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Roll Your Own Swing-based XML Editor (Part II)

Learn how to manipulate JFrame objects to create an XML text editor that has a text view and a graphical view and that updates the graphical view based upon changes you make to the text.




Building the Right Environment to Support AI, Machine Learning and Deep Learning

Editor's note: This is the second of a three-part series about how to build your own XML editor.

f you've been looking for a cross-platform, open-source, XML editor, you've likely come up short. In this three-part series of articles I will walk you through the development of a simple, no-frills XML editor, utilizing several of the most common Java 2 Swing components. This series will be beneficial to anyone wanting to write their own XML editor, or just to those of you looking to learn or brush up on Swing.

This is the second article in the series. In the first article, we briefly discussed XML and why a tree structure is appropriate to display XML, how to handle XML data, how to work with the JTree Swing component, and we built a reusable component that is capable of parsing an XML document and displaying its data in a JTree.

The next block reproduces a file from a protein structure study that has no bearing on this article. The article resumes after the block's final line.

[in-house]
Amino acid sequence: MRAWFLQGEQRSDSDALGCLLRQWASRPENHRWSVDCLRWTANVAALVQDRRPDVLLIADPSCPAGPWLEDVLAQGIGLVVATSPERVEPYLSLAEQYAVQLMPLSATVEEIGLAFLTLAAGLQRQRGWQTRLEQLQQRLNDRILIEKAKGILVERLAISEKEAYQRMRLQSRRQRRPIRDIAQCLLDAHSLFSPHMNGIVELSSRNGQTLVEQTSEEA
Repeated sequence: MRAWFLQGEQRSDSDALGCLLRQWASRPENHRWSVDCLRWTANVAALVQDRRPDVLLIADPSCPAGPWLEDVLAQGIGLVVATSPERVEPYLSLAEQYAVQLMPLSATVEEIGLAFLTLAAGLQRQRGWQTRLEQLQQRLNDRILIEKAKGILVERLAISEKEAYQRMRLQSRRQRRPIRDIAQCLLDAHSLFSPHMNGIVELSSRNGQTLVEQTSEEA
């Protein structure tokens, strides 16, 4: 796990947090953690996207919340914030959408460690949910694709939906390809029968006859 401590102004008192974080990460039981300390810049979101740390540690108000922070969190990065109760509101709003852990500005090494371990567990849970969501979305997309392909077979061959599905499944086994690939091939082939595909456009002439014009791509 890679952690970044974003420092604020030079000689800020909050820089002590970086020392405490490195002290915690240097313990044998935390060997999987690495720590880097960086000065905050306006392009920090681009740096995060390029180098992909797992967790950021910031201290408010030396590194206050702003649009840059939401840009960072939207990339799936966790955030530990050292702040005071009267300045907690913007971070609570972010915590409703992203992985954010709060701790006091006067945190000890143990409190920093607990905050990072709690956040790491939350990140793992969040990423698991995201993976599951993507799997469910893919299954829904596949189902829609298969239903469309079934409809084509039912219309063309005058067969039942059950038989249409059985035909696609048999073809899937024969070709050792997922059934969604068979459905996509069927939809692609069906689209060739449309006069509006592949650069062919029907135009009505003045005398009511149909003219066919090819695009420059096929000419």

In this article, we will create the framework for our XML editor. In order to do so, we will cover a variety of Swing components (including JSplitPane, JScrollPane, JButton, and JTextArea).

How can I create an XML text editor that has a text view and a graphical view, and updates the graphical view based upon changes I make to the text?

Create a JFrame object that contains a JButton and a JSplitPane. Then have the JSplitPane contain two JScrollPanes. One will house the graphical view (the xTree class) and the other will house the textual view (a JTextArea). The JButton will manage the graphical view refresh.

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